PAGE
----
Another reason, particularly as it relates to Africa, is that theatre in many African does not always happen on a proscenium stage before an audience of quiet spectators. For example, in Nigeria where a strong tradition of literary drama has existed since 1960 when the playwright Wole Soyinka founded Masks, his semi-professional theatre troupe, Nigerian theatre in the twenty-first century is beginning to return to its roots in the country’s long tradition of improvised vernacular community-based theatre. As the scholars Dapo Adelugba and Olu Obafemi explain in their chapter on Nigerian theatre for Martin Banham’s A History of Theatre in Africa, this form of popular theatre
aims to offer an alternative approach and medium by which theatre can be of direct service to the marginalised urban and rural peasant masses. This tradition, which sees theatre as a forum of democratic struggle and which emphasises community, inter-personal participation in self-realisation has begun to gain a slow ascendancy in a large number of communities in Nigeria. It uses the existing and familiar performance forms of the various communities, such as songs, dances, music, storytelling, puppetry and mime, both to validate those cultural forms and to serve as an adequate instrument to bring about social change within these communities.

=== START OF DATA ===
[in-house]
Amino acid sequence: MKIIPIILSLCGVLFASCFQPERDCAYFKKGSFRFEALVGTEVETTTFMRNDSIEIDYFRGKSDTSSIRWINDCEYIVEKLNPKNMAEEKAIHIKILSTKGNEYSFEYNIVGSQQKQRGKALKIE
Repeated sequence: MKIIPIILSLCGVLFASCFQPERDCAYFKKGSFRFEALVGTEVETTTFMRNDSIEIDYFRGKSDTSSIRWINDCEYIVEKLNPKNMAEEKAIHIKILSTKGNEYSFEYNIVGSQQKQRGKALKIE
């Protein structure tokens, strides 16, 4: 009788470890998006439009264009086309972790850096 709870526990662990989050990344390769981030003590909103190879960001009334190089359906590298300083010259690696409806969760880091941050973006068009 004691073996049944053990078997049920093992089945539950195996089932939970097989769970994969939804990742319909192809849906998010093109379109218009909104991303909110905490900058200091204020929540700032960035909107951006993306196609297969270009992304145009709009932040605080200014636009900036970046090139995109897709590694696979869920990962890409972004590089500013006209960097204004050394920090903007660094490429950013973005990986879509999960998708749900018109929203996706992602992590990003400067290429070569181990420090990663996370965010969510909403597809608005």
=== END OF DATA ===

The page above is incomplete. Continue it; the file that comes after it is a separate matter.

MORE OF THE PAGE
These unscripted plays are developed and performed for the community by members of the community. They are what Kathy A. Perkins describes as “collective creations.” Perkins explains this process of “playmaking” in the introduction to her anthology, African Women Playwrights (reviewed in this issue): “A collective creation text, adapted to specific audiences and performed in a variety of local languages, is constantly in flux, making publication and translation a challenge.”  The lack of a script or video recording of these performances is a major hindrance for scholars and critics writing about African theatre today who don’t have the benefit of experiencing them first hand.